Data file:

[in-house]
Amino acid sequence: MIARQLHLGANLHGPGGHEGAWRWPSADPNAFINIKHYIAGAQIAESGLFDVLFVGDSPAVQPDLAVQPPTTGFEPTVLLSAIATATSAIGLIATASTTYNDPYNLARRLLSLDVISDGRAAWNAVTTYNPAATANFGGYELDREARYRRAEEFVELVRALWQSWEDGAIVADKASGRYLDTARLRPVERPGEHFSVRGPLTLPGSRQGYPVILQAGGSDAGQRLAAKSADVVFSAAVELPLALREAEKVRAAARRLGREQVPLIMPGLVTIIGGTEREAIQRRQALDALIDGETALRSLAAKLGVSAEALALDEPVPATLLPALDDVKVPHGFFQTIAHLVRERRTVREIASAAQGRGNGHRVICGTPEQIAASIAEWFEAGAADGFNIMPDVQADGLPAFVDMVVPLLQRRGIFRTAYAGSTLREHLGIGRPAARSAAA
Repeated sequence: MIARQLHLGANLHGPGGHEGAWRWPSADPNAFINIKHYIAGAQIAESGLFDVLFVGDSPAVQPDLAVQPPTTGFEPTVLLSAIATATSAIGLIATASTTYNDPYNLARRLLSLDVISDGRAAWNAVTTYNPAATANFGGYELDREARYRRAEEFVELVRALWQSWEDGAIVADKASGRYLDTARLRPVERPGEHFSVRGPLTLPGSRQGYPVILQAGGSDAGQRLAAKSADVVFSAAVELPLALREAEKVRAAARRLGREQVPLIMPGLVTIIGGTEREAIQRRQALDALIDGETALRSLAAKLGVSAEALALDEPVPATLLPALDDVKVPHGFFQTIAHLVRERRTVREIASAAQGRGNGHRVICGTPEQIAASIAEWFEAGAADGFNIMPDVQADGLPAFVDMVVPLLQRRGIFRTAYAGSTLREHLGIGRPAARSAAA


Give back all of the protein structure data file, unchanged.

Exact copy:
[in-house]
Amino acid sequence: MIARQLHLGANLHGPGGHEGAWRWPSADPNAFINIKHYIAGAQIAESGLFDVLFVGDSPAVQPDLAVQPPTTGFEPTVLLSAIATATSAIGLIATASTTYNDPYNLARRLLSLDVISDGRAAWNAVTTYNPAATANFGGYELDREARYRRAEEFVELVRALWQSWEDGAIVADKASGRYLDTARLRPVERPGEHFSVRGPLTLPGSRQGYPVILQAGGSDAGQRLAAKSADVVFSAAVELPLALREAEKVRAAARRLGREQVPLIMPGLVTIIGGTEREAIQRRQALDALIDGETALRSLAAKLGVSAEALALDEPVPATLLPALDDVKVPHGFFQTIAHLVRERRTVREIASAAQGRGNGHRVICGTPEQIAASIAEWFEAGAADGFNIMPDVQADGLPAFVDMVVPLLQRRGIFRTAYAGSTLREHLGIGRPAARSAAA
Repeated sequence: MIARQLHLGANLHGPGGHEGAWRWPSADPNAFINIKHYIAGAQIAESGLFDVLFVGDSPAVQPDLAVQPPTTGFEPTVLLSAIATATSAIGLIATASTTYNDPYNLARRLLSLDVISDGRAAWNAVTTYNPAATANFGGYELDREARYRRAEEFVELVRALWQSWEDGAIVADKASGRYLDTARLRPVERPGEHFSVRGPLTLPGSRQGYPVILQAGGSDAGQRLAAKSADVVFSAAVELPLALREAEKVRAAARRLGREQVPLIMPGLVTIIGGTEREAIQRRQALDALIDGETALRSLAAKLGVSAEALALDEPVPATLLPALDDVKVPHGFFQTIAHLVRERRTVREIASAAQGRGNGHRVICGTPEQIAASIAEWFEAGAADGFNIMPDVQADGLPAFVDMVVPLLQRRGIFRTAYAGSTLREHLGIGRPAARSAAA